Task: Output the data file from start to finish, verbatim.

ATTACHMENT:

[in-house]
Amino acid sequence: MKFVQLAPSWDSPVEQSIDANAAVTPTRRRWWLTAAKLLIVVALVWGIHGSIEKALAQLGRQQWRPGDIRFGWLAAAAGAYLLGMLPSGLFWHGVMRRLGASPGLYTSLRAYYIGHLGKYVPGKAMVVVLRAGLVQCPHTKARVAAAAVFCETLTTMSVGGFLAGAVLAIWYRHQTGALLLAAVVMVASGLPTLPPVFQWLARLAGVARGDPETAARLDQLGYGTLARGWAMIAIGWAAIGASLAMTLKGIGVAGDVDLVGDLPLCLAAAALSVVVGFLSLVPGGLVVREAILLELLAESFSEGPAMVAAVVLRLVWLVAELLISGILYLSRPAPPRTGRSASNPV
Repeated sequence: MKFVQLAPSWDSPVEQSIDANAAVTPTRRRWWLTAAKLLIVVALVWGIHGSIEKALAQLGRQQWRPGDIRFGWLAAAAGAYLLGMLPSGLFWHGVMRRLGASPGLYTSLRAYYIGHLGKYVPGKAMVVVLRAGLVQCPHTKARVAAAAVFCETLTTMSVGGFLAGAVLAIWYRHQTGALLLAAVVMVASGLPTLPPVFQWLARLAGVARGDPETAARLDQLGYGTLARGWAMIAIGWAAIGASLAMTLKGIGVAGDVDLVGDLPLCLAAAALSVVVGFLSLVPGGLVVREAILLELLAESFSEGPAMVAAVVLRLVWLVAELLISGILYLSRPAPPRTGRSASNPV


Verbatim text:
[in-house]
Amino acid sequence: MKFVQLAPSWDSPVEQSIDANAAVTPTRRRWWLTAAKLLIVVALVWGIHGSIEKALAQLGRQQWRPGDIRFGWLAAAAGAYLLGMLPSGLFWHGVMRRLGASPGLYTSLRAYYIGHLGKYVPGKAMVVVLRAGLVQCPHTKARVAAAAVFCETLTTMSVGGFLAGAVLAIWYRHQTGALLLAAVVMVASGLPTLPPVFQWLARLAGVARGDPETAARLDQLGYGTLARGWAMIAIGWAAIGASLAMTLKGIGVAGDVDLVGDLPLCLAAAALSVVVGFLSLVPGGLVVREAILLELLAESFSEGPAMVAAVVLRLVWLVAELLISGILYLSRPAPPRTGRSASNPV
Repeated sequence: MKFVQLAPSWDSPVEQSIDANAAVTPTRRRWWLTAAKLLIVVALVWGIHGSIEKALAQLGRQQWRPGDIRFGWLAAAAGAYLLGMLPSGLFWHGVMRRLGASPGLYTSLRAYYIGHLGKYVPGKAMVVVLRAGLVQCPHTKARVAAAAVFCETLTTMSVGGFLAGAVLAIWYRHQTGALLLAAVVMVASGLPTLPPVFQWLARLAGVARGDPETAARLDQLGYGTLARGWAMIAIGWAAIGASLAMTLKGIGVAGDVDLVGDLPLCLAAAALSVVVGFLSLVPGGLVVREAILLELLAESFSEGPAMVAAVVLRLVWLVAELLISGILYLSRPAPPRTGRSASNPV